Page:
Shroud of Turin to be Displayed in Nevada City, CA

The famous Shroud of Turin will be making its only United States stop in Nevada City, CA.
The famous Shroud of Turin will be making its only United States stop in Nevada City, CA.

Nevada City, CA — The Shroud of Turin, the linen cloth bearing the image of a man who some Christians believe to be the burial shroud of Jesus of Nazareth, is going to be displayed at the Nevada City Chamber of Commerce starting in January 2018. The ancient cloth is on a world tour and Nevada City was selected out of 47 cities vying to host the sacred artifact. This will be the only United States stop as it will be on display for 1 month before being moved to the Philippines.

There are little definite historical records on the shroud prior to the 14th century. Although there are numerous reports of Jesus’ burial shroud, or an image of his head, of unknown origin, being venerated in various locations before the 14th century, there is little but reliable historical evidence that these refer to the shroud at Turin Cathedral. Scholars have often assumed that such ancient artifacts were mere publicity stunts to attract pilgrims and their monetary tributes. Nevada City is hoping to cash in on the shroud.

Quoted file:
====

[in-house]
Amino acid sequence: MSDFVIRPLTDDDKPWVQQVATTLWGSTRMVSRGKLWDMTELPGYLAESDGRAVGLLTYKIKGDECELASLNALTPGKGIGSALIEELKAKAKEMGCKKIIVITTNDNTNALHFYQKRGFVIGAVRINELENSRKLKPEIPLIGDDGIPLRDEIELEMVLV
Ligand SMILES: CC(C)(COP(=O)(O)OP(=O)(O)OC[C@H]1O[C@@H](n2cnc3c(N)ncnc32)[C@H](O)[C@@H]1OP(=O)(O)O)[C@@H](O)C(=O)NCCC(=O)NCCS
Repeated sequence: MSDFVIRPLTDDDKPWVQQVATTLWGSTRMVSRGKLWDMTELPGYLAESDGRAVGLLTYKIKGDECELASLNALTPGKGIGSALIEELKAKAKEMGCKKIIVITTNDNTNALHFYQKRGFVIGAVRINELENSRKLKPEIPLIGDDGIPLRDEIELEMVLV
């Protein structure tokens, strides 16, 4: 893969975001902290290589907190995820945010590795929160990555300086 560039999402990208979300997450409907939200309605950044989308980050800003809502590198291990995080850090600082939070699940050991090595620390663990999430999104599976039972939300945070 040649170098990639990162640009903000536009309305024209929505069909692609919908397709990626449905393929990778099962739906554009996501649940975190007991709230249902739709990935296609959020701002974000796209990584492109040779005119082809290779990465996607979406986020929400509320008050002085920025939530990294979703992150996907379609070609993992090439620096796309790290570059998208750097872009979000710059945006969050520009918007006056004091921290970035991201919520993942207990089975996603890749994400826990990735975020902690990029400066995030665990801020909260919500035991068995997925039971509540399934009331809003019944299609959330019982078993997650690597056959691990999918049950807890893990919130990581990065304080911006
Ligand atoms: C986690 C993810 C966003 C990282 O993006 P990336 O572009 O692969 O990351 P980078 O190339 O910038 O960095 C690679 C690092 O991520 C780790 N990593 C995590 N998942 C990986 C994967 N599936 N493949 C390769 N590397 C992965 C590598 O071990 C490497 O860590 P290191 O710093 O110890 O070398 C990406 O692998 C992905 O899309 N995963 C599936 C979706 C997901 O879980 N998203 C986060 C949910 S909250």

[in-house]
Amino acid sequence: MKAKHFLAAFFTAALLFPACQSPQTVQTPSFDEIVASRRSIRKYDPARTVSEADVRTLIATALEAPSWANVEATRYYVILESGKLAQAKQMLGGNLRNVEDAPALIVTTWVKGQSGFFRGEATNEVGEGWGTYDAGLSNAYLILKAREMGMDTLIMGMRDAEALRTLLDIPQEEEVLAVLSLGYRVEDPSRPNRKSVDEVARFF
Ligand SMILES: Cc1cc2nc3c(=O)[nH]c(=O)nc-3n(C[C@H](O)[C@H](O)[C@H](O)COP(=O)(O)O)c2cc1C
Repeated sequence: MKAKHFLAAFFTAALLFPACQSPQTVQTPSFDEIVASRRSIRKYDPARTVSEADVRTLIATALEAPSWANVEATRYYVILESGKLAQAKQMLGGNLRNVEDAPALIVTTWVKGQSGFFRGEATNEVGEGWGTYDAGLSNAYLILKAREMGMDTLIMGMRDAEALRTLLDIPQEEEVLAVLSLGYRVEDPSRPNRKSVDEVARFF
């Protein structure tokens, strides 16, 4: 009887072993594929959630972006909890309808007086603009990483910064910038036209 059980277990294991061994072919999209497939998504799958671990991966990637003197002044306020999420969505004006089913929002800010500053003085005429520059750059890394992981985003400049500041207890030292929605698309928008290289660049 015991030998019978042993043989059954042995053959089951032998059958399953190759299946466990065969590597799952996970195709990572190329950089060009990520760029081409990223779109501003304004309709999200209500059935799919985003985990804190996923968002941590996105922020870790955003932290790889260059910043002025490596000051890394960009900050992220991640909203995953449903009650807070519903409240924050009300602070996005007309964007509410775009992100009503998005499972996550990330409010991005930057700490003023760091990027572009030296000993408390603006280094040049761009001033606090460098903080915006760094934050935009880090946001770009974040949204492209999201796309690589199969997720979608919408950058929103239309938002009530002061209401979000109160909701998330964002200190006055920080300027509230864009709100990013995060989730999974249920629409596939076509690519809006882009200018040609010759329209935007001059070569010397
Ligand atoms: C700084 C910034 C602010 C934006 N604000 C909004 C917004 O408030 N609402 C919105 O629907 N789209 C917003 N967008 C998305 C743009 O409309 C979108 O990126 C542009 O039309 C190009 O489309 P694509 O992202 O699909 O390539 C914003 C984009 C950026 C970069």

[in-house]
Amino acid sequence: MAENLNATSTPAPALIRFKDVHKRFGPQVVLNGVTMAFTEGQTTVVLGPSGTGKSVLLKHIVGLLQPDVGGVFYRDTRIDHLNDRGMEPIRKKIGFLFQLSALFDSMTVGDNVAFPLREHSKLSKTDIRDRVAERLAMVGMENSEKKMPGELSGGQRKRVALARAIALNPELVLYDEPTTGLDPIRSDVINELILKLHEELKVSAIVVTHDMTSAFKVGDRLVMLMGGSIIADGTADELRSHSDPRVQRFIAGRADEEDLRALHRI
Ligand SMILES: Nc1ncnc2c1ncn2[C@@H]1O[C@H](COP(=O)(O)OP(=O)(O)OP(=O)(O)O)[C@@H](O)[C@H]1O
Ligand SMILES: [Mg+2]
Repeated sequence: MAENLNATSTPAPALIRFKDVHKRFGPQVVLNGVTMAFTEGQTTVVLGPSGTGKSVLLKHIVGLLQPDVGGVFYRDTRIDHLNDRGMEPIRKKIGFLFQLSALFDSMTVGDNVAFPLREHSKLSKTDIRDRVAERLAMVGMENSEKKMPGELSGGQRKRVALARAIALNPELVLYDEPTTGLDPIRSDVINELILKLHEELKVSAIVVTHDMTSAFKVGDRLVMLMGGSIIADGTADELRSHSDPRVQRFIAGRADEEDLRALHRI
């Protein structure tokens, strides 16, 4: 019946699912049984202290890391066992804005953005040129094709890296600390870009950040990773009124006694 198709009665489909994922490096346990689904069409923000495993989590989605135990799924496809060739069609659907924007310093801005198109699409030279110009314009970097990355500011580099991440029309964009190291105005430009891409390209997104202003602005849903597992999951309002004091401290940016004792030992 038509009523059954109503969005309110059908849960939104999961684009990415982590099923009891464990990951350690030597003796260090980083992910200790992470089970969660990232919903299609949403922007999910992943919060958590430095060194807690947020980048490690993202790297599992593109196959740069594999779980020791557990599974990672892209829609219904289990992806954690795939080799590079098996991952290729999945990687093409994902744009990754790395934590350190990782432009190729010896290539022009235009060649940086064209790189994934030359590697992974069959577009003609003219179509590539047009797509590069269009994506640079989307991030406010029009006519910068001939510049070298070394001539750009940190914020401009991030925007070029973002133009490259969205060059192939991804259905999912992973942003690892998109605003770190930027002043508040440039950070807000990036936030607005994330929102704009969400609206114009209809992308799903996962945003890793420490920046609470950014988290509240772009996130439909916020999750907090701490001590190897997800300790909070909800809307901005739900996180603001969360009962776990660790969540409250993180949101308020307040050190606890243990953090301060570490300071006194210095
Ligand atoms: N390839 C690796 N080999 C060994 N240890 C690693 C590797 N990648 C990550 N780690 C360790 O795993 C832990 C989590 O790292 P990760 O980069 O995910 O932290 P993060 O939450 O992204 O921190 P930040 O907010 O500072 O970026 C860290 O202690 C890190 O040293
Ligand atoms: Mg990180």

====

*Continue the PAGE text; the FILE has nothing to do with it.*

“We are thrilled to have the shroud here,” said planning commission member Damon Gailansky. “It’s emblematic of our desire to go full ‘retro-active’  and return Nevada City to a time free of the trappings of modernity. You know, before electricity and cell phones when people died from dysentery and settled disputes with knives and bows and arrows. Having these Jesus cloths here will make Nevada City great again.”

Nevada City was chosen due to its relatively mild climate and the fact that it is one of only 7 registered spiritual vortexes on planet Earth. It’s also regarded as one of the more tolerant and progressive cities, having been the first in the nation to elect a police dog for the city council, which angered out-of-town conservatives, but was celebrated by local liberals with several parades and a statue in the town’s Robinson Plaza, near where the shroud will be displayed.

“It was a natural fit,” said Deputy Minister of Italian Antiquities Alvaro Padovesi via  a translator in a telephone interview. “Nevada City’s capacity for ‘woo’ is extraordinary and legendary. So the Shroud will be in good hands.”

According to the Chamber of Commerce, tickets to see the Shroud will be $65.00 for adults, $15 for children and each visitor will get a coupon for a free taco at one of the city’s 19 taquerias.